Nicki Minaj Lyric Video Evokes Nazi Imagery
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Nicki Minaj Lyric Video Evokes Nazi Imagery

'Only' debuts on the anniversary of Kristallnacht and features propaganda images from Hitler’s Third Reich.

Released on November 7, the new lyric video for Nicki Minaj’s latest single, “Only” features Nazi imagery, in addition to a cameo appearance by MOT Drake.

The video was debuted on the 76th anniversary of Kristallnacht, the “night of broken glass” pogrom that signaled the beginning of the Final Solution and the Holocaust.

“Nicki Minaj’s new video disturbingly evokes Third Reich propaganda and constitutes a new low for pop culture’s exploitation of Nazi symbolism," wrote Abraham H. Foxman, Anti Defamation League national director and a Holocaust survivor, in a statement today.

While a correlation between song lyrics and their music videos is not always a mandatory requisite in the music industry, Minaj’s choice of imagery seems largely irrelevant to her lyrics, which are about how the singer has yet to have sex with any of the artists featured in the new single (Drake, Chris Brown and Lil’ Wayne).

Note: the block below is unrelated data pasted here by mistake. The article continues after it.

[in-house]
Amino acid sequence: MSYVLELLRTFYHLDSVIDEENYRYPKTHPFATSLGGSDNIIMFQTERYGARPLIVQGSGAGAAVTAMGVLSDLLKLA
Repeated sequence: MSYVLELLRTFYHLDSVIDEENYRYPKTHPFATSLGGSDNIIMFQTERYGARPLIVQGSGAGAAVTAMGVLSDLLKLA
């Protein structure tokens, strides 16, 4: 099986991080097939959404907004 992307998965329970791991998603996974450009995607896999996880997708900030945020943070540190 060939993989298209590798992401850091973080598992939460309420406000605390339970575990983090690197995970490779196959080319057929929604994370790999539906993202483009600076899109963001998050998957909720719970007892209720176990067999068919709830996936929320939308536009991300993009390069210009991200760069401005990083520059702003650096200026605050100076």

In the video, Minaj is seated on a throne at the head of large room with rows of soldiers at her feet. Large red flags and banners are prominent throughout the video. The flags have white circles with the letters “YM,” which stands for Young Money — Minaj’s production studio name—printed inside the circle, resembling swastikas. The rows of cartoon soldiers are even sporting red bands with the YM logo, much like the SS officers of the Third Reich.

Other wartime images are also recurring throughout the video, including explosive rockets, tanks and even gasmasks.

Minaj’s cartoon likeness is depicted in the singer’s usual skin-tight garb, but her musical counterparts are illustrated in more significant dress. Cartoon Chris Brown is a decorated military general and Lil’ Wayne wears a tailored suit. Drake, himself Jewish, is depicted as a priest, complete with a tab collar and set against a church backdrop.

"It is troubling that no one among Minaj’s group of producers, publicists and managers raised a red flag about the use of such imagery before ushering the video into public release," wrote Foxman in his statement.

editor@jewishweek.org

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